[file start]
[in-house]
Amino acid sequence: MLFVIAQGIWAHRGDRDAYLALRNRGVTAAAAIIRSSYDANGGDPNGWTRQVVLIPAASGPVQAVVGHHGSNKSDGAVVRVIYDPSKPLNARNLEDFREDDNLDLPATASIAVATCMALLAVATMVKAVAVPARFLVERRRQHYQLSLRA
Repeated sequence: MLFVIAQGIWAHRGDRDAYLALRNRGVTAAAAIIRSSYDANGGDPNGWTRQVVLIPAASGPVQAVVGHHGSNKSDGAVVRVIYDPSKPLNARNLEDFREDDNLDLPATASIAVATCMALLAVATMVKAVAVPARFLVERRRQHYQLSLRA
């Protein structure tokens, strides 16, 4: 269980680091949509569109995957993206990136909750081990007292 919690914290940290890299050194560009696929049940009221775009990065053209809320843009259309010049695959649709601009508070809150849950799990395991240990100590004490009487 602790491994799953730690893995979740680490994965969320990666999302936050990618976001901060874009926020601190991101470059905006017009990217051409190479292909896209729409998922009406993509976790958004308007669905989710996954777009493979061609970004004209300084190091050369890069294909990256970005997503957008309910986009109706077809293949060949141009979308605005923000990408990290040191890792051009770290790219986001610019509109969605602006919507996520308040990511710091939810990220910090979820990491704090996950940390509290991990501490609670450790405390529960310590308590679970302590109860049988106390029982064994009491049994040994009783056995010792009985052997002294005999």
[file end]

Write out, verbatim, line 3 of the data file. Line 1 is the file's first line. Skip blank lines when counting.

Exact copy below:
Repeated sequence: MLFVIAQGIWAHRGDRDAYLALRNRGVTAAAAIIRSSYDANGGDPNGWTRQVVLIPAASGPVQAVVGHHGSNKSDGAVVRVIYDPSKPLNARNLEDFREDDNLDLPATASIAVATCMALLAVATMVKAVAVPARFLVERRRQHYQLSLRA